Artificial intelligence isn’t science fiction. It’s very much a science reality, and Oliver Christie is one of the leading experts talking and consulting on the topic. In today’s 31 minute interview with TopRank’s own Josh Nite, he’ll be passing some of that expertise along.

Break Free B2B Interview with Oliver Christie

If you’re interested in checking out a particular portion of the discussion, you can find a quick general outline below, as well as a few excerpts that stood out to us.

  • :55 – Introduction to Oliver Christie
  • 3:05 – Human-centric artificial intelligence
  • 4:14 – Personalization and how to avoid the “diabolical side”
  • 5:46 – The ways Oliver believes AI will impact the life of the everyday person in the next couple years
  • 7:10 – Personalization on Amazon
  • 11:13 – How AI will be reshaping business
  • 13:46 – What’s your new question?”
  • 16:50 – How the pandemic is changing the way technology is being developed
  • 19:10 – Bias in AI
  • 22:46 – How Oliver Christie found his niche as a thought leader
  • 27:58 – The importance of being yourself

Josh: I’m really interested in what we were talking about before we started. The idea of human-centric AI. AI can feel like this distant or cold thing or something that is, you know, it’s powering my Netflix algorithm. But I don’t know how it relates to my day to day. How is it a human-centric thing? We’re thinking about people and individuals.

Oliver: Something we’re moving more and more towards is thinking about people as individuals and what matters to us. How we talk. How do we act? What are our interests? You mentioned Netflix. The algorithm which says what you should watch next. If that’s successful, you watch more. If it has an understanding of what you might like, you can see more media if you get it. If it gets it wrong, if it doesn’t know who you are, it is a turnoff and you never see the difference between that and other media services. I think that the next big leap is going to be our products and services are going to be much more reactive to who we are. How will we live? And so on. But there are some big challenges. So it’s not a quick and easy thing to do. But I think the future is pretty exciting.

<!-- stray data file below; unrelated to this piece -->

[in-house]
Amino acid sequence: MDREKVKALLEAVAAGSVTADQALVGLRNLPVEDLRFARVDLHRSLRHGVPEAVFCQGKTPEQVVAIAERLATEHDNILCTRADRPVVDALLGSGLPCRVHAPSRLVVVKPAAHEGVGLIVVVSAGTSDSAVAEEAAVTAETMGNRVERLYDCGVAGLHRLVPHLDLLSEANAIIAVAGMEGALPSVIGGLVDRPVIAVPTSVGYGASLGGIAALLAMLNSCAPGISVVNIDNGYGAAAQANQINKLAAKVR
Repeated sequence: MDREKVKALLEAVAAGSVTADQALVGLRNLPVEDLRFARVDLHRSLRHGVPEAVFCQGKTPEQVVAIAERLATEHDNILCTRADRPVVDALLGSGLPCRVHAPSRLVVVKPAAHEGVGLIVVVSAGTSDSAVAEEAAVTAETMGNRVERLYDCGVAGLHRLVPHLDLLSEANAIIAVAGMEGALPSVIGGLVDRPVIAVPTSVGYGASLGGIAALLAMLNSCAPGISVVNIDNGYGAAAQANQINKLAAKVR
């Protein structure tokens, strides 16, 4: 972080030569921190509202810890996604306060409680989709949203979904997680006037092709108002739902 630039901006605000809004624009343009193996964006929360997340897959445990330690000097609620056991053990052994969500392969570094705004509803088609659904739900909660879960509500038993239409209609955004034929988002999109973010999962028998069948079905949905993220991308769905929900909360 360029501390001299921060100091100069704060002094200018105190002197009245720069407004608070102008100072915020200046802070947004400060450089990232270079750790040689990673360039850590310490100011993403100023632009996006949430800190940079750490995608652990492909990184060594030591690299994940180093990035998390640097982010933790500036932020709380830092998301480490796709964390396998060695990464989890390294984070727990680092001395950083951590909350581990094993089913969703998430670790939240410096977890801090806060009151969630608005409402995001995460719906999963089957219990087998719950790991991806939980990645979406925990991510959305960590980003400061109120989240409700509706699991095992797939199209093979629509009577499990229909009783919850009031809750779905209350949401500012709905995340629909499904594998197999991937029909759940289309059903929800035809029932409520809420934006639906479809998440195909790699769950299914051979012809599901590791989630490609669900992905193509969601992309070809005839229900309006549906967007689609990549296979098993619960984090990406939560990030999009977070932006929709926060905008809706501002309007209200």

[bctt tweet=”“I think that the next big leap is going to be our products and services are going to be much more reactive to who we are.” @OliverChristie #BreakFreeB2B #ArtificialIntelligence #AI” username=”toprank”]

Josh: Have you ever been on Amazon while not logged in? It’s such a striking thing to open an incognito window or something and you see how much personalization goes into that page and how just clueless it seems when it’s not on there.

Oliver: Amazon’s an interesting one. It’s algorithm is better than nothing. And it works to a degree. Some of the time, if you match a pattern — so the music you listen to, the books you buy — f someone is quite close to that, it works. As soon as you deviate, it pulls down or as soon as you’re looking for something original, it also doesn’t work. So I think Amazon is a good example of where we are at the moment, but not where we could be next. Amazon doesn’t once ask, what are you trying to achieve in your shopping? What are you trying to do next? And I think that’s going to be one of the big shifts that will happen.

Josh: What are we trying to achieve with that shopping, though? Besides, for me, it’s filling the void of not being able to go out to a concert and having a party, having something to look forward to with deliveries coming in. What kind of intent are you thinking about?

Oliver: Imagine you had the same shopping experience and let’s say it’s for books, videos, or courses. And the simple question can be, what would you like to achieve in your career in the next six months? Where would you like to be or what’s happening in your personal life? Want some advice and information which could be really useful? I think this sort of tailoring is where things are heading. So it’s still selling books and courses and videos and so on. But it’s understandably the intent behind content. What could this do to your career? What could this do for your family life, your love life, whatever it might be? Now, of course, we’re all locked down at the moment. So it’s a very different sort of situation. But I think some of the same things still apply. There’s going to be a back and forth. So how much do you want to give up about your personal life? Better recommendation. And I think it’s kind of early in some respects. But the data they passed shows, yes, if you get something positive out of it, you’ll have to give up some of that previously.

[bctt tweet=”“Amazon is a good example of where we are at the moment, but not where we could be next. Amazon doesn’t once ask, what are you trying to achieve in your shopping? What are you trying to do next?.” @OliverChristie #BreakFreeB2B” username=”toprank”]

Keep your eye on the TopRank Marketing Blog and subscribe to our YouTube channel for more Break Free B2B interviews. Also check out episodes from season 1 and season 2.

Take your B2B marketing to new heights by checking out out previous season 3 episodes of Break Free B2B Marketing: